Real Estate Absorption Rate and What it Means for Investors
Everyone knows that the real estate market is ever-changing. And being able to predict market fluctuations accurately is like chasing a moving target. There are endless ways of taking the real estate market’s temperature — here’s just a few to give you an idea: inventory, neighborhood comps, median sale prices, number of days on the market, local economic indicators. Having to make these calculations over and over again can get exhausting for real estate professionals, leaving them wishing for one reliable way of gauging any given market. However, that would be too good to be true – but is it? Enter the absorption rate in real estate, a simple yet powerful calculation that’ll leave you feeling very grateful.
What is Absorption Rate?
Absorption rate is a measurement of how slowly or quickly homes are being sold, in any given market over any given period of time. Because the real estate absorption rate is a good indicator or how quickly homes are being moved off the market, many real estate professionals use it to determine whether it’s a buyer’s or seller’s market and whether the market is hot or cold. In addition, it can help sellers price their properties competitively, given the market conditions. This simple little calculation proves itself to be quite a powerful tool.
How to Calculate Real Estate Absorption Rate?
To calculate the absorption rate, you’ll first need to know the formula. The absorption rate formula is the number of properties available for sale in a given market, divided by the number of properties sold in a given period of time.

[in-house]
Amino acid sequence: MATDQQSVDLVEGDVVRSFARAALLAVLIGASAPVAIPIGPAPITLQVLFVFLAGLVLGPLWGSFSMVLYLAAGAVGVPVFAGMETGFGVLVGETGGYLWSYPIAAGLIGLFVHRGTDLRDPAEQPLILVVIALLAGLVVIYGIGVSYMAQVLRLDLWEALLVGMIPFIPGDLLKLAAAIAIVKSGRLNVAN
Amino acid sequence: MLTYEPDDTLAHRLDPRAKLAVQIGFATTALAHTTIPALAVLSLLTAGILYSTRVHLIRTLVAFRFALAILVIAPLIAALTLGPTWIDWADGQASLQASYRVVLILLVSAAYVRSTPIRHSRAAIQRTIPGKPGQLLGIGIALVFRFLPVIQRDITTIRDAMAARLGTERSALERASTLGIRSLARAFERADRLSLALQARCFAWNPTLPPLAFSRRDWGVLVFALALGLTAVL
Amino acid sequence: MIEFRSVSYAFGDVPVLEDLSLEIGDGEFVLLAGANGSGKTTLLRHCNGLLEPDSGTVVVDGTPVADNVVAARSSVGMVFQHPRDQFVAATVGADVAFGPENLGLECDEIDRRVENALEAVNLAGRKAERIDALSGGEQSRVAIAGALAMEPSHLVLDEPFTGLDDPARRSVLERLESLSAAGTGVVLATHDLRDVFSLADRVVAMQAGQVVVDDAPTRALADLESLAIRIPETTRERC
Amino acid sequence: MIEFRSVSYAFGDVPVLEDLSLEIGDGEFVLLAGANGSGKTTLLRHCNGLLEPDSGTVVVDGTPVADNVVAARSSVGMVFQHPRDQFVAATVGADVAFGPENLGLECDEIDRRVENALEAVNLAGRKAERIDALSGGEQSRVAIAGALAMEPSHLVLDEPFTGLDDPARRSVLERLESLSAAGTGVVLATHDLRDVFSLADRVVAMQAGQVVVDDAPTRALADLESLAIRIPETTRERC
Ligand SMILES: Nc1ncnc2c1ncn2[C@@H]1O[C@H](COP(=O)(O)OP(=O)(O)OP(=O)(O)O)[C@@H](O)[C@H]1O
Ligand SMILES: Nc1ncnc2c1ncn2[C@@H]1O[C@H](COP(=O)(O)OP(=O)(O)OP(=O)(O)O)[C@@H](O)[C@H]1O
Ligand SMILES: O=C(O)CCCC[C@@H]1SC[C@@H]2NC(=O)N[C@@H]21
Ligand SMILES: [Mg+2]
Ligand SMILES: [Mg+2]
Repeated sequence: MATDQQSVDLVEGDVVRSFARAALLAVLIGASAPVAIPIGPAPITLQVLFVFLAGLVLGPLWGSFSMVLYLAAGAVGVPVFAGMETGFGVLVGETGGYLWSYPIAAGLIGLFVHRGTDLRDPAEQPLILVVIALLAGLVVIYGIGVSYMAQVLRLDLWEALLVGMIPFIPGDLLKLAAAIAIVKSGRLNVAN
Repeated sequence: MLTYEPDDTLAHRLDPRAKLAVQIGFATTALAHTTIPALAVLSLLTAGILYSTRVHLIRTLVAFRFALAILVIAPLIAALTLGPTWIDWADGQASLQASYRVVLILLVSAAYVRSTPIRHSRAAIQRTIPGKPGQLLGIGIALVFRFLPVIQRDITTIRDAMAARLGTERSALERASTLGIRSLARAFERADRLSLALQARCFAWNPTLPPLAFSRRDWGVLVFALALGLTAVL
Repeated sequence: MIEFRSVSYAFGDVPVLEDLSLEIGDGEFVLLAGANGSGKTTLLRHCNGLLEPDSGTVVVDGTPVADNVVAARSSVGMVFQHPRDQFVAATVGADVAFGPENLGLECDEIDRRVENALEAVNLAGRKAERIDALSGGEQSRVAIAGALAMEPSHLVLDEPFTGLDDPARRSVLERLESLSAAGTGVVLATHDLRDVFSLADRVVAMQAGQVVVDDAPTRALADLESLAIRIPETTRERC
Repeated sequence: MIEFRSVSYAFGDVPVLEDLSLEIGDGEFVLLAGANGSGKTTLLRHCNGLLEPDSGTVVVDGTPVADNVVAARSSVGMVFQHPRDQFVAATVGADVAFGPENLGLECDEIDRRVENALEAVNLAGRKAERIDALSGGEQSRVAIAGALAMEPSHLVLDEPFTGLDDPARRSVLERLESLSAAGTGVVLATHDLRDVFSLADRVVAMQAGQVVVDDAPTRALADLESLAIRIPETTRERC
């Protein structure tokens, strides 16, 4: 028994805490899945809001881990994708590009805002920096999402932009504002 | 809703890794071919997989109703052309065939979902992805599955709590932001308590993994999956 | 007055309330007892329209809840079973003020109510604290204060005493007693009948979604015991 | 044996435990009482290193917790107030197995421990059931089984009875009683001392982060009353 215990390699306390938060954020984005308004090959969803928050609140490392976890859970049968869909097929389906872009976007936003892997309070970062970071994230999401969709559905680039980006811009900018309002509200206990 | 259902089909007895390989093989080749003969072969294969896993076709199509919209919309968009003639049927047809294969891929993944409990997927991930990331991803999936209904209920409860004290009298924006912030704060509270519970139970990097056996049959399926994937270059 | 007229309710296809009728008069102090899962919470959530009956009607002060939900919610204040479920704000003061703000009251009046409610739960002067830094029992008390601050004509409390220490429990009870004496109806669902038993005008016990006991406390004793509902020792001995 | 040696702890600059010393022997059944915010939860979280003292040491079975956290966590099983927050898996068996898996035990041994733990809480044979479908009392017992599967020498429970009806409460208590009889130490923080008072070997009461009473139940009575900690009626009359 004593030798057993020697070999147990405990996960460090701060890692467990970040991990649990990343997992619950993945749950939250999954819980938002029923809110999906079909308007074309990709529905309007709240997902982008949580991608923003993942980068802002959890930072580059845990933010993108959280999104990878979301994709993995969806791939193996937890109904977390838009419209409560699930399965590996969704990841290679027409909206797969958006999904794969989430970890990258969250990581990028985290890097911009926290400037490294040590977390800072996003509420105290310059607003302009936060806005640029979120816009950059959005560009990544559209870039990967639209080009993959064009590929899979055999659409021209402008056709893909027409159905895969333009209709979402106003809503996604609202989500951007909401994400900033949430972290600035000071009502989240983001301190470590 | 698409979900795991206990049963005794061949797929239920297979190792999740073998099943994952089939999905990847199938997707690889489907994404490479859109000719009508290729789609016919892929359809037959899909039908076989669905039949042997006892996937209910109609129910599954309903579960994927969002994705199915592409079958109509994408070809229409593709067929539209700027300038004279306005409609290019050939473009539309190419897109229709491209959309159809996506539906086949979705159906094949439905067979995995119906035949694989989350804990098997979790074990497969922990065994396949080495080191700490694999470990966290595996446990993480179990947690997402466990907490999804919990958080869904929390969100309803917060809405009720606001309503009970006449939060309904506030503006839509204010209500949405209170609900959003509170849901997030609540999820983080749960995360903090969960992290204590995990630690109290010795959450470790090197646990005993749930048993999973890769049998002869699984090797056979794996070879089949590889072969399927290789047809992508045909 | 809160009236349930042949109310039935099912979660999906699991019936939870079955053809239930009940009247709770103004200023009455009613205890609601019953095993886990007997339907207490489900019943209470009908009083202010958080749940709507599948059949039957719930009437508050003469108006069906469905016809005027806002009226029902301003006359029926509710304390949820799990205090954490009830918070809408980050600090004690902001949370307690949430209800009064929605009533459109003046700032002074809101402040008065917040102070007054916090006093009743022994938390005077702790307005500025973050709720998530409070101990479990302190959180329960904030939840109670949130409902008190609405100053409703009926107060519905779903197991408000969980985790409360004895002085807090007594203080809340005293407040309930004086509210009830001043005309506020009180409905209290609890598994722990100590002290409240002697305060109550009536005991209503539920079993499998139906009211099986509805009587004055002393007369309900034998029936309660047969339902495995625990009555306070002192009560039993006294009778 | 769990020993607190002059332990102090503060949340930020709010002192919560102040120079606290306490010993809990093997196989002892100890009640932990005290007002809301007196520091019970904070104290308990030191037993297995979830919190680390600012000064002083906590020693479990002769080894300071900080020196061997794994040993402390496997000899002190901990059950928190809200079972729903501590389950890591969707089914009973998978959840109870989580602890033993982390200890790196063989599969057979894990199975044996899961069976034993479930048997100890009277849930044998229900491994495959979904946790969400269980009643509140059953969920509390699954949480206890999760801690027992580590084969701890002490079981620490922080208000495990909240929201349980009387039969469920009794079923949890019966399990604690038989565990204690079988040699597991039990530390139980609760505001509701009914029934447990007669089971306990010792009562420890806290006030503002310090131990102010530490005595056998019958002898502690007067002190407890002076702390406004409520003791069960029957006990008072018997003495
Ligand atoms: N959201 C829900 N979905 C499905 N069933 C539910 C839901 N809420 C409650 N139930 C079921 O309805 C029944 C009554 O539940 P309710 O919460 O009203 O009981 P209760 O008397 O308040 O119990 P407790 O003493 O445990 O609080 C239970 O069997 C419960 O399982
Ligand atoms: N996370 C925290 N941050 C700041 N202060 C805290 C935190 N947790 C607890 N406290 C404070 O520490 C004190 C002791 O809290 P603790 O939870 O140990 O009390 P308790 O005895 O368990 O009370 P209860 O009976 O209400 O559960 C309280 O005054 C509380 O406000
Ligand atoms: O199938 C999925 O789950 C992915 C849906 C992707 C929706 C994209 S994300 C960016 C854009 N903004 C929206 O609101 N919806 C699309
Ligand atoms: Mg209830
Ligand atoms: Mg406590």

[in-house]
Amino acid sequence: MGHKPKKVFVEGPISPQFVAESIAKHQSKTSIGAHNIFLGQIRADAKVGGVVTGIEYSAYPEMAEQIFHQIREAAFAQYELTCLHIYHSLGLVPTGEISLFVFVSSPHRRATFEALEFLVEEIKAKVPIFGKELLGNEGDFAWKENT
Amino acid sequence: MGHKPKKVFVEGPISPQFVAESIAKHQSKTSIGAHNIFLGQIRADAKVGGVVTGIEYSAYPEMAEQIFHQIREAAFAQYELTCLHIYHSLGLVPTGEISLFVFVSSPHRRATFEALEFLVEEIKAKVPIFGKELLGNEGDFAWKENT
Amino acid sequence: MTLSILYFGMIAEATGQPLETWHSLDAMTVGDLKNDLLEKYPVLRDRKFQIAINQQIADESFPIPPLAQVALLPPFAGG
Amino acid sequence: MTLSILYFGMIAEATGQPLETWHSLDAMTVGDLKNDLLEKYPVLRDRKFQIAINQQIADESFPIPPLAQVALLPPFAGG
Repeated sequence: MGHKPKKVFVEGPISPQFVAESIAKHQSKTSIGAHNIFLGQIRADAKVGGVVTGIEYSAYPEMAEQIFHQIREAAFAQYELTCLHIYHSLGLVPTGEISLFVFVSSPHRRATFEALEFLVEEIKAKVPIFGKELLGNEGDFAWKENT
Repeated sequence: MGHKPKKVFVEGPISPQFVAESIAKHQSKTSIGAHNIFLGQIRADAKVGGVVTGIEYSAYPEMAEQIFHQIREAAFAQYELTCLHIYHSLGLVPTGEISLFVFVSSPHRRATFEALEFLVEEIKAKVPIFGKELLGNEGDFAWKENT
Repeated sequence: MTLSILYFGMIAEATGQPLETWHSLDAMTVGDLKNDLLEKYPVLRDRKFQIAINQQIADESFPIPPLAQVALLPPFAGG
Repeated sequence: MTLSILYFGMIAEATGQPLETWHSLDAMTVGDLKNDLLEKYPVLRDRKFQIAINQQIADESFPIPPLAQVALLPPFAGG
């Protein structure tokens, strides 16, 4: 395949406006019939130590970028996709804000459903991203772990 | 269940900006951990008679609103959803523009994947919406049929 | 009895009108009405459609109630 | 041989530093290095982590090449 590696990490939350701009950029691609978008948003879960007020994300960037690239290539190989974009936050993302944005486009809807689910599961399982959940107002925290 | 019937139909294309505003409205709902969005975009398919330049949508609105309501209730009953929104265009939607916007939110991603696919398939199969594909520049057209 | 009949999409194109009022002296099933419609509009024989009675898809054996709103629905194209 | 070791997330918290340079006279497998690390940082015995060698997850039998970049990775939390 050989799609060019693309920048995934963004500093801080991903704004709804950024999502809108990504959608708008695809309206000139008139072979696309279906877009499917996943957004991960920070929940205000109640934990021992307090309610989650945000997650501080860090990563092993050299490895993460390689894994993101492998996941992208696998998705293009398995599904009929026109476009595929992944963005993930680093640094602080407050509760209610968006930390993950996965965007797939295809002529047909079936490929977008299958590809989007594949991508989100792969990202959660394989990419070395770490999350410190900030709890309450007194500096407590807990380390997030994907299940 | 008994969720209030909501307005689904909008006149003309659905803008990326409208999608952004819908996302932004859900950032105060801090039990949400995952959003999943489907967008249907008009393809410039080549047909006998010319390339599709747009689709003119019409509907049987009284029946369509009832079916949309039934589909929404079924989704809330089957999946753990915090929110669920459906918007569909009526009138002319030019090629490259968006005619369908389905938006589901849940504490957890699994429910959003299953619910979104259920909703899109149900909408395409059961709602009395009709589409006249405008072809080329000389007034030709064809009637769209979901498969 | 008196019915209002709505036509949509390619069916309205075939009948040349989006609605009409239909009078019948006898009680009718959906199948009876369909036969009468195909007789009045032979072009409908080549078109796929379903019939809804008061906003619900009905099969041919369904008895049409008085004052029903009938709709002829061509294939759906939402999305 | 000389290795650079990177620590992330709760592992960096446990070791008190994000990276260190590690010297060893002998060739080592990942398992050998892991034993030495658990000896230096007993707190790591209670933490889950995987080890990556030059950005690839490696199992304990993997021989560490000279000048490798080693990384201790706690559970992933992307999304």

Absorption rate calculations will vary, as it’s up to you to set the parameters for the market and period of time you’d like to measure. For the purpose of this example, however, let us define the market as “X” neighborhood, and the timeframe as one month:
- Identify active listings: In “X” neighborhood, there were 5,000 active listings on the market last month.
- Identify sold listings: Within the month, 1,150 of these listings were sold.
- Find the percent of listings sold out of active listings: The absorption rate of “X” neighborhood was 23 percent. (1,150 listings sold out of 5,000 active listings = 23 percent.)
In this example above, the absorption rate in the given “X” neighborhood market was 23 percent. However, keep in mind that real estate professionals will set their own parameters for the calculations, such as the size of the market they want to measure, and the length of time. When looking at the rate that someone else calculated, be sure to consider the parameters used. The nice thing about this formula is that it’s flexible in nature, and you can use it in a way that’s helpful to you. At this point, the rate 23 percent may not mean anything to you. In the next section, we’ll discuss what these rates mean, and what constitutes a “good” or “bad” absorption rate.
How To Find Absorption Rates For Apartments
Absorption rates for apartments typically rely on leasing information from a specific time period. They can be used to compare different time periods, or to compare rental rates of a property. These comparisons can typically reveal market trends in the area including rental demand. Real estate professionals of all types can use this information when analyzing a multifamily rental unit.